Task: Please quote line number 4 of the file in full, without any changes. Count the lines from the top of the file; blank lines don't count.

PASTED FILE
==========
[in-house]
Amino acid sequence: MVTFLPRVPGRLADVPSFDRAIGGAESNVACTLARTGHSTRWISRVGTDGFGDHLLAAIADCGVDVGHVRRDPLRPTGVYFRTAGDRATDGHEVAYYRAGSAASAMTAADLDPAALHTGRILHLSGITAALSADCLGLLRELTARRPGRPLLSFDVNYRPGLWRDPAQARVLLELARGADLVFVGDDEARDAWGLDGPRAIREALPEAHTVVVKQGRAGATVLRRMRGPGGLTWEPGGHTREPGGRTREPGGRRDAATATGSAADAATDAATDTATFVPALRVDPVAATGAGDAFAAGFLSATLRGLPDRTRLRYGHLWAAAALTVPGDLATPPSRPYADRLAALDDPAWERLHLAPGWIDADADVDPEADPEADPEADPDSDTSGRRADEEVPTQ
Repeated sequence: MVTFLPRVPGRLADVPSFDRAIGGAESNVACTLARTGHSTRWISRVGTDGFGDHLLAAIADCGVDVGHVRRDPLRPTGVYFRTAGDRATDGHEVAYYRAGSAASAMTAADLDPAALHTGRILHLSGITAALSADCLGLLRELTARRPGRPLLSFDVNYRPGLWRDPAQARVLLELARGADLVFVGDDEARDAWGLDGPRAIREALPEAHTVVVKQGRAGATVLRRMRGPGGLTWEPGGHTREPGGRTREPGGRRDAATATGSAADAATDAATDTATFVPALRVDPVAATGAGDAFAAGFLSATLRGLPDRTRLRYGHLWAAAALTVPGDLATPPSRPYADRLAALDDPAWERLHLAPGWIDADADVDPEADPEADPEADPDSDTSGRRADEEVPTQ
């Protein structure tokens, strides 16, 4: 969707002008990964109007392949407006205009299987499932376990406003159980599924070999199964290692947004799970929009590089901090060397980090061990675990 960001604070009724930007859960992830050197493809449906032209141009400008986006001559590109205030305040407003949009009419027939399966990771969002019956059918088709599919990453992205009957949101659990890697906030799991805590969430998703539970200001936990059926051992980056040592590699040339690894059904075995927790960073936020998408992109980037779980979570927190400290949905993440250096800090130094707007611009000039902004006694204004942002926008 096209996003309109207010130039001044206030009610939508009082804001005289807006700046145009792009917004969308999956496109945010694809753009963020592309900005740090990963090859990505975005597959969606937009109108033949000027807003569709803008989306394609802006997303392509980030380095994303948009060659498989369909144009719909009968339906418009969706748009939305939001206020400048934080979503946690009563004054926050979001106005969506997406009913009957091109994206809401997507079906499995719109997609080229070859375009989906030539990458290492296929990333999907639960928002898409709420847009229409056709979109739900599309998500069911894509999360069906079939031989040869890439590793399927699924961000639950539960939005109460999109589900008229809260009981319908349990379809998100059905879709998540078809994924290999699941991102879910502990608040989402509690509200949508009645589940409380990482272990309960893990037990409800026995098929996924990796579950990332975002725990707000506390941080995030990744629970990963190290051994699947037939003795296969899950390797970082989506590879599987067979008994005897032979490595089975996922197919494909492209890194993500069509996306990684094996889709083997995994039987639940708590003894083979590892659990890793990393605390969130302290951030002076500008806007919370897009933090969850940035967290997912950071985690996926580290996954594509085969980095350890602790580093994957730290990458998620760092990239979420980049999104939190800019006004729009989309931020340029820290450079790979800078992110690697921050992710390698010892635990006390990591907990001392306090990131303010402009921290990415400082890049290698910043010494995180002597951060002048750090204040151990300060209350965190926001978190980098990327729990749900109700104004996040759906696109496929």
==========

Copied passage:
């Protein structure tokens, strides 16, 4: 969707002008990964109007392949407006205009299987499932376990406003159980599924070999199964290692947004799970929009590089901090060397980090061990675990 960001604070009724930007859960992830050197493809449906032209141009400008986006001559590109205030305040407003949009009419027939399966990771969002019956059918088709599919990453992205009957949101659990890697906030799991805590969430998703539970200001936990059926051992980056040592590699040339690894059904075995927790960073936020998408992109980037779980979570927190400290949905993440250096800090130094707007611009000039902004006694204004942002926008 096209996003309109207010130039001044206030009610939508009082804001005289807006700046145009792009917004969308999956496109945010694809753009963020592309900005740090990963090859990505975005597959969606937009109108033949000027807003569709803008989306394609802006997303392509980030380095994303948009060659498989369909144009719909009968339906418009969706748009939305939001206020400048934080979503946690009563004054926050979001106005969506997406009913009957091109994206809401997507079906499995719109997609080229070859375009989906030539990458290492296929990333999907639960928002898409709420847009229409056709979109739900599309998500069911894509999360069906079939031989040869890439590793399927699924961000639950539960939005109460999109589900008229809260009981319908349990379809998100059905879709998540078809994924290999699941991102879910502990608040989402509690509200949508009645589940409380990482272990309960893990037990409800026995098929996924990796579950990332975002725990707000506390941080995030990744629970990963190290051994699947037939003795296969899950390797970082989506590879599987067979008994005897032979490595089975996922197919494909492209890194993500069509996306990684094996889709083997995994039987639940708590003894083979590892659990890793990393605390969130302290951030002076500008806007919370897009933090969850940035967290997912950071985690996926580290996954594509085969980095350890602790580093994957730290990458998620760092990239979420980049999104939190800019006004729009989309931020340029820290450079790979800078992110690697921050992710390698010892635990006390990591907990001392306090990131303010402009921290990415400082890049290698910043010494995180002597951060002048750090204040151990300060209350965190926001978190980098990327729990749900109700104004996040759906696109496929």